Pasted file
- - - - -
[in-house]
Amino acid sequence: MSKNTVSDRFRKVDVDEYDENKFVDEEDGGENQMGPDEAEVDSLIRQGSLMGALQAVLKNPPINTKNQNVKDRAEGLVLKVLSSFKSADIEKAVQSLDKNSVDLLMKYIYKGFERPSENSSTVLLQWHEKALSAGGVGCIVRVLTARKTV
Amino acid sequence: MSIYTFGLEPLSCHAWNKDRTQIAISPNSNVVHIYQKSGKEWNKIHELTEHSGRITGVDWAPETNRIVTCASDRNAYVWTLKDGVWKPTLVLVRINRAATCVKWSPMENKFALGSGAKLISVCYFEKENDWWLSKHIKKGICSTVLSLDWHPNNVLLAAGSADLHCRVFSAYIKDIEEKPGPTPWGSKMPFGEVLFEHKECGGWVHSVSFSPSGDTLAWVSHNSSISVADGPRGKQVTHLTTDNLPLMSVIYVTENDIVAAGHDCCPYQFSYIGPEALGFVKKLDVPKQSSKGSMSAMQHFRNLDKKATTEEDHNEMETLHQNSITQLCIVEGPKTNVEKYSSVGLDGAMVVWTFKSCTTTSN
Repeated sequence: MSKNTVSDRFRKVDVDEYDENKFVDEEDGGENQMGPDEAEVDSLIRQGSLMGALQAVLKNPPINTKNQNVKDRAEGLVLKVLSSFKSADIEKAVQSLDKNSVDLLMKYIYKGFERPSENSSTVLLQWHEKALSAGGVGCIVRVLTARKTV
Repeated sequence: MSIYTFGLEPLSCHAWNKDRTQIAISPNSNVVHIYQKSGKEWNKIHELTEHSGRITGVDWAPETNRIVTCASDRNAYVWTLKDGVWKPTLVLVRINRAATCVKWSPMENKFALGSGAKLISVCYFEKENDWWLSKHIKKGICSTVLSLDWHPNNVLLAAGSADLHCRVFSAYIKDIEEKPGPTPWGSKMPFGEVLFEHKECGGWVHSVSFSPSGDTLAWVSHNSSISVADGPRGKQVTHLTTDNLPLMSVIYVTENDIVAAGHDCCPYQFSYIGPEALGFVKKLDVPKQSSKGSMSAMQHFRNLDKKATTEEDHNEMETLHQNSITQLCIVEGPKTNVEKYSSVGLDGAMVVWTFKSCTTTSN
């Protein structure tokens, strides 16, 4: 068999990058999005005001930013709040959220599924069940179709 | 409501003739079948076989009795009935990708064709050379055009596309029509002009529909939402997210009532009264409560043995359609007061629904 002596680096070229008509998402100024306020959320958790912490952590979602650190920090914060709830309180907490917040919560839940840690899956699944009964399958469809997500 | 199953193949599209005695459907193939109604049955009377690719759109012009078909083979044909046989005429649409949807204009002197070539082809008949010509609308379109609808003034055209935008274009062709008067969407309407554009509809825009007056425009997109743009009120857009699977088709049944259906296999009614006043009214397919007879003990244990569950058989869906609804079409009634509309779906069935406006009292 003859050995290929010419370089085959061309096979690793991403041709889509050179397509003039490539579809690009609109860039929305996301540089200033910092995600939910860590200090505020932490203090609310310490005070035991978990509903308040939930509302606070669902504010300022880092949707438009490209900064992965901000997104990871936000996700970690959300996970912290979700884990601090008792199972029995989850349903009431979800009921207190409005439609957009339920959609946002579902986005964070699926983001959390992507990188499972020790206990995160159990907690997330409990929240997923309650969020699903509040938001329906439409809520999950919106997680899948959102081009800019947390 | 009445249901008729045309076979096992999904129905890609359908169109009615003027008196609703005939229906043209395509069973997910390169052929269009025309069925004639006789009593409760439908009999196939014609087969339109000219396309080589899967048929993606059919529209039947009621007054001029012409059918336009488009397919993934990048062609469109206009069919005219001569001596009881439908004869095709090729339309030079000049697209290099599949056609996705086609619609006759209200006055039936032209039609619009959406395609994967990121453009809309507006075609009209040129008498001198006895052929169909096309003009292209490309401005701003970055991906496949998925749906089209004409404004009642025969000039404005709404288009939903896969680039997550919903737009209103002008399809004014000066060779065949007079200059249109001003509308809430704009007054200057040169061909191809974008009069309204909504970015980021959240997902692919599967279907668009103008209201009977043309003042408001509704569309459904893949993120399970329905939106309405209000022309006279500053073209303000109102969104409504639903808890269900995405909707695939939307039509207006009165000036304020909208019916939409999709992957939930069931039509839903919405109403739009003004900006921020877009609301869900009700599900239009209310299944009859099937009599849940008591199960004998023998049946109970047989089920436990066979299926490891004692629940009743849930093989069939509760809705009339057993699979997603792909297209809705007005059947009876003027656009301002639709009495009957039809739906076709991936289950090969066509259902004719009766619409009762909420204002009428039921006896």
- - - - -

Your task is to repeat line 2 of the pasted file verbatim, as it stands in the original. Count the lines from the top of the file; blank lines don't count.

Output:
Amino acid sequence: MSKNTVSDRFRKVDVDEYDENKFVDEEDGGENQMGPDEAEVDSLIRQGSLMGALQAVLKNPPINTKNQNVKDRAEGLVLKVLSSFKSADIEKAVQSLDKNSVDLLMKYIYKGFERPSENSSTVLLQWHEKALSAGGVGCIVRVLTARKTV